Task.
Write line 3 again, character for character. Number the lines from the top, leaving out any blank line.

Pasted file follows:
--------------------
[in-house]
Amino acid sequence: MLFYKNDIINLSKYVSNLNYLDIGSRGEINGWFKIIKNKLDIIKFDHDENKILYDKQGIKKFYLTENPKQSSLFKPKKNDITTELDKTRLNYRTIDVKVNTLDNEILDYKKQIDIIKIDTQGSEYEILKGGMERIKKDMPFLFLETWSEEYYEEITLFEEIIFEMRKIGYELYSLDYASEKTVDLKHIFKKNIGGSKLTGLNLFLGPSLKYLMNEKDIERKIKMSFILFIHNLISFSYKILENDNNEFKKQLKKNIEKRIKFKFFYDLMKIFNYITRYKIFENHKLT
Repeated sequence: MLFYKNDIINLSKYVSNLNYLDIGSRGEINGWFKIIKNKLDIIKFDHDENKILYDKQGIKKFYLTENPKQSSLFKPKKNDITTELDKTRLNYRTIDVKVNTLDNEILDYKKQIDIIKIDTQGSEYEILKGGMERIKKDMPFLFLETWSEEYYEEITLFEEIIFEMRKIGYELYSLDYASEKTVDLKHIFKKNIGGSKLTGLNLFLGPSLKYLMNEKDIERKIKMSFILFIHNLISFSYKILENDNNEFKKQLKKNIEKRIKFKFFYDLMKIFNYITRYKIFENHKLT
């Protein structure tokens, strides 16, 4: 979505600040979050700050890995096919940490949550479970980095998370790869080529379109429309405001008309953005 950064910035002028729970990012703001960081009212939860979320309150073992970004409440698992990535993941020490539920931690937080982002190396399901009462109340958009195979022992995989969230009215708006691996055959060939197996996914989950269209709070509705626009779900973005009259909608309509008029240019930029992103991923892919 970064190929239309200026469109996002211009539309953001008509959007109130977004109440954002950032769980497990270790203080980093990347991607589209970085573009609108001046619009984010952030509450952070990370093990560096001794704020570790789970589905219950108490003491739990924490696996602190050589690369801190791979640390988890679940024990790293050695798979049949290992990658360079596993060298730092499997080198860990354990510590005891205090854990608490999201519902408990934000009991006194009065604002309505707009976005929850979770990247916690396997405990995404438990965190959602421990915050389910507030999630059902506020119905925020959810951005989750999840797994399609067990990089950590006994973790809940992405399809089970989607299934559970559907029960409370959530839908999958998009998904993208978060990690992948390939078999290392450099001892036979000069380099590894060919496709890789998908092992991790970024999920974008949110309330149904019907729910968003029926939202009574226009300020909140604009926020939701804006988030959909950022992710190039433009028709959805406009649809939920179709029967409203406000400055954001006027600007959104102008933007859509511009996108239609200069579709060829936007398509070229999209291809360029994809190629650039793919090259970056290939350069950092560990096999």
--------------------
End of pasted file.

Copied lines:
Repeated sequence: MLFYKNDIINLSKYVSNLNYLDIGSRGEINGWFKIIKNKLDIIKFDHDENKILYDKQGIKKFYLTENPKQSSLFKPKKNDITTELDKTRLNYRTIDVKVNTLDNEILDYKKQIDIIKIDTQGSEYEILKGGMERIKKDMPFLFLETWSEEYYEEITLFEEIIFEMRKIGYELYSLDYASEKTVDLKHIFKKNIGGSKLTGLNLFLGPSLKYLMNEKDIERKIKMSFILFIHNLISFSYKILENDNNEFKKQLKKNIEKRIKFKFFYDLMKIFNYITRYKIFENHKLT